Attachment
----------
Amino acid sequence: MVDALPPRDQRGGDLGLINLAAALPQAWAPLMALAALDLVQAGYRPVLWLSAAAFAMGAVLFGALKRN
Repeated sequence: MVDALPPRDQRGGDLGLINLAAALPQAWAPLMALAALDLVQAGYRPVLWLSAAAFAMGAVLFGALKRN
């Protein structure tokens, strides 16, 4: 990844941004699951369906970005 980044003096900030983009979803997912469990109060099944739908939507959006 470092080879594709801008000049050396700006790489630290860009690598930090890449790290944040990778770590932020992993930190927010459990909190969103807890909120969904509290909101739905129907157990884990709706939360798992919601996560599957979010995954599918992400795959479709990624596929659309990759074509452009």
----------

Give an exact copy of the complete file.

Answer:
Amino acid sequence: MVDALPPRDQRGGDLGLINLAAALPQAWAPLMALAALDLVQAGYRPVLWLSAAAFAMGAVLFGALKRN
Repeated sequence: MVDALPPRDQRGGDLGLINLAAALPQAWAPLMALAALDLVQAGYRPVLWLSAAAFAMGAVLFGALKRN
């Protein structure tokens, strides 16, 4: 990844941004699951369906970005 980044003096900030983009979803997912469990109060099944739908939507959006 470092080879594709801008000049050396700006790489630290860009690598930090890449790290944040990778770590932020992993930190927010459990909190969103807890909120969904509290909101739905129907157990884990709706939360798992919601996560599957979010995954599918992400795959479709990624596929659309990759074509452009």